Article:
Television is an important factor in modern
campaigns. Paid advertisements, called spots, can be useful,
especially in primary elections in which voters do not have large
amounts of information from other sources. Visuals, on the
other hand, are segments on television newscasts. To get this
exposure a candidate must contrive to do something visually
interesting, and at a time and place convenient for TV camera crews.
Ironically, television newscasts are rarely informative, focusing as
they do on campaign hoopla. Paid spots, on the other hand, contain a
good deal of issue information that the public sees, remembers, and
intelligently evaluates. Conversely, television debates between
presidential candidates can sometimes sway an election outcome (such
as the 1960 Kennedy-Nixon debate). However, their total effect on an
election may frequently appear uncertain or mixed (as the
Clinton-Bush-Perot 1992 debates illustrate).

One undisputed effect of campaigns is to allow
the passage of time so that partisan loyalties can reassert
themselves. People who identify themselves as Democrats substantially
outnumber people who call themselves Republicans. This does not
prevent presidential races from being highly competitive, however,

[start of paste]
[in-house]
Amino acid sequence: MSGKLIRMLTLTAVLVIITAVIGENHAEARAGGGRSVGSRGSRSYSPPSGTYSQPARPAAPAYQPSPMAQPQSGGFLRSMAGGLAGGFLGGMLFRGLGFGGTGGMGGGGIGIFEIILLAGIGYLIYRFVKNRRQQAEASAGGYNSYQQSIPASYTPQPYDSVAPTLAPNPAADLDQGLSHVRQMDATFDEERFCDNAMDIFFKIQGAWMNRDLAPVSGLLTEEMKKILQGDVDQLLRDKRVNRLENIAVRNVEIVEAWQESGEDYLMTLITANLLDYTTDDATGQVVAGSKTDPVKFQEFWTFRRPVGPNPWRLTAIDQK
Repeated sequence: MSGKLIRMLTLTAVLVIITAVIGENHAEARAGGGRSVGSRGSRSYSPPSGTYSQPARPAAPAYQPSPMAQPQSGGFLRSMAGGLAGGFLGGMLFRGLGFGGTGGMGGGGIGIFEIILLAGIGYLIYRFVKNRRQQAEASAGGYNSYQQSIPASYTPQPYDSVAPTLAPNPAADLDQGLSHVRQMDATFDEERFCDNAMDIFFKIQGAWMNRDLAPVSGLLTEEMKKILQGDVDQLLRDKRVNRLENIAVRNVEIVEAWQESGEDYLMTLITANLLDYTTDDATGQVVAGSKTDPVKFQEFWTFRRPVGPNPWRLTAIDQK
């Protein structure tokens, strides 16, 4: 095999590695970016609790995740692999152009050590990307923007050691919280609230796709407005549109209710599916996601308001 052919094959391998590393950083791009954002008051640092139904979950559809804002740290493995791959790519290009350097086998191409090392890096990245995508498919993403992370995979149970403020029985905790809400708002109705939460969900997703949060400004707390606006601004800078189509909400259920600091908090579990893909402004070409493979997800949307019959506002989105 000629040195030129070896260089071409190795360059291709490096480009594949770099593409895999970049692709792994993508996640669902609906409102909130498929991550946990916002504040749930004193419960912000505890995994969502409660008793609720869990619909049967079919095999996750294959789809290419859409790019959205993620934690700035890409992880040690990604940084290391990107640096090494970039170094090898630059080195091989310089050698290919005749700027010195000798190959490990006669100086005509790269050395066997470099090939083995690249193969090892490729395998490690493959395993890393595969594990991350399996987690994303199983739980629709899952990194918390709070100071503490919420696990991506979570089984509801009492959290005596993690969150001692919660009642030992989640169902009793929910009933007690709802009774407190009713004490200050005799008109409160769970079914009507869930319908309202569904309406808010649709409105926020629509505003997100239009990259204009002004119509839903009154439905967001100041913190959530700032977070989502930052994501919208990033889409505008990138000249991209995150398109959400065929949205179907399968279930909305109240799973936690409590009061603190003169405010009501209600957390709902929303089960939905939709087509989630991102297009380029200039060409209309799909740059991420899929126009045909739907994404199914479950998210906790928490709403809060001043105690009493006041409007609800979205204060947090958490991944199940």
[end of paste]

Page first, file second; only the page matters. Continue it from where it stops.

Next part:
because (1) independents historically have leaned toward the
Republicans, (2) Republicans have been less likely to defect to the
opposite party than have Democrats, and (3) a higher percentage of
Republicans than Democrats vote in elections.


Money in Electoral
– Summary

Political campaigns cost a lot. This has been
particularly true in recent years, because political machines cannot
supply battalions of precinct workers, and expensive media (such as
television and direct mail) have become more important. But can money
buy elections? In twenty-nine presidential elections between 1860 and
1972, the winner outspent the loser twenty-one times. This does not
necessarily mean that money can buy votes, because popular candidates
who look like winners can raise more money than others. Nixon
outspent George McGovern in 1972 but almost certainly would have won
even if he had spent less. The best studies on the effect of money in
elections have been done on congressional races. It seems that how
much an incumbent spends is of little importance, whereas higher
spending by the challenger produces more votes. Such spending can
overcome the natural advantages enjoyed by incumbents.

Campaign money comes from several

1. The candidates themselves. The
Supreme Court has held that spending one’s own money in campaign